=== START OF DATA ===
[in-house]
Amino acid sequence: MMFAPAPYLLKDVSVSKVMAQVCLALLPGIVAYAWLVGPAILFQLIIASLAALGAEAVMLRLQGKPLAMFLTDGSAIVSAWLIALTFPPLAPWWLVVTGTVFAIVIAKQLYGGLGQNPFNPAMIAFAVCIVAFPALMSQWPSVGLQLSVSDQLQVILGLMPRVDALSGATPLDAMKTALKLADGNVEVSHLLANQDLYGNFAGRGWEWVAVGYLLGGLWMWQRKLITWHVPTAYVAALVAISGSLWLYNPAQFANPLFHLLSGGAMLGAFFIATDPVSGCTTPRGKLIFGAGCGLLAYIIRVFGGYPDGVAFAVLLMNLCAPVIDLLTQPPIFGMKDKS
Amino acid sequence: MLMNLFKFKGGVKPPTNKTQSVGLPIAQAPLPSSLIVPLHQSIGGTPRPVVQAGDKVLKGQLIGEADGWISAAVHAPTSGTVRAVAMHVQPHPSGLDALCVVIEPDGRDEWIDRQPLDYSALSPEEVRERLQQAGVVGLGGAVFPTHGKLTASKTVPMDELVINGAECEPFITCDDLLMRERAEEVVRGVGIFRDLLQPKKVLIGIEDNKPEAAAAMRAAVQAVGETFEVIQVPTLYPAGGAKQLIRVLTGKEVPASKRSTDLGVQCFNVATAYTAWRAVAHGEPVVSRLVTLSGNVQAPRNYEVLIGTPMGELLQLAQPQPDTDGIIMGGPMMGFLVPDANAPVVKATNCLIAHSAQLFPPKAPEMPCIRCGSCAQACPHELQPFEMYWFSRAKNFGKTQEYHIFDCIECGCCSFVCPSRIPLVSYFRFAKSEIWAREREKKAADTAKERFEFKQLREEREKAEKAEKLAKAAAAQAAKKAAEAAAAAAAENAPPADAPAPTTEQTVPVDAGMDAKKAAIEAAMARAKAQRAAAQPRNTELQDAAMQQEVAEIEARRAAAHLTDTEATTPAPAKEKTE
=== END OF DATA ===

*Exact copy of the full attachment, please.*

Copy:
[in-house]
Amino acid sequence: MMFAPAPYLLKDVSVSKVMAQVCLALLPGIVAYAWLVGPAILFQLIIASLAALGAEAVMLRLQGKPLAMFLTDGSAIVSAWLIALTFPPLAPWWLVVTGTVFAIVIAKQLYGGLGQNPFNPAMIAFAVCIVAFPALMSQWPSVGLQLSVSDQLQVILGLMPRVDALSGATPLDAMKTALKLADGNVEVSHLLANQDLYGNFAGRGWEWVAVGYLLGGLWMWQRKLITWHVPTAYVAALVAISGSLWLYNPAQFANPLFHLLSGGAMLGAFFIATDPVSGCTTPRGKLIFGAGCGLLAYIIRVFGGYPDGVAFAVLLMNLCAPVIDLLTQPPIFGMKDKS
Amino acid sequence: MLMNLFKFKGGVKPPTNKTQSVGLPIAQAPLPSSLIVPLHQSIGGTPRPVVQAGDKVLKGQLIGEADGWISAAVHAPTSGTVRAVAMHVQPHPSGLDALCVVIEPDGRDEWIDRQPLDYSALSPEEVRERLQQAGVVGLGGAVFPTHGKLTASKTVPMDELVINGAECEPFITCDDLLMRERAEEVVRGVGIFRDLLQPKKVLIGIEDNKPEAAAAMRAAVQAVGETFEVIQVPTLYPAGGAKQLIRVLTGKEVPASKRSTDLGVQCFNVATAYTAWRAVAHGEPVVSRLVTLSGNVQAPRNYEVLIGTPMGELLQLAQPQPDTDGIIMGGPMMGFLVPDANAPVVKATNCLIAHSAQLFPPKAPEMPCIRCGSCAQACPHELQPFEMYWFSRAKNFGKTQEYHIFDCIECGCCSFVCPSRIPLVSYFRFAKSEIWAREREKKAADTAKERFEFKQLREEREKAEKAEKLAKAAAAQAAKKAAEAAAAAAAENAPPADAPAPTTEQTVPVDAGMDAKKAAIEAAMARAKAQRAAAQPRNTELQDAAMQQEVAEIEARRAAAHLTDTEATTPAPAKEKTE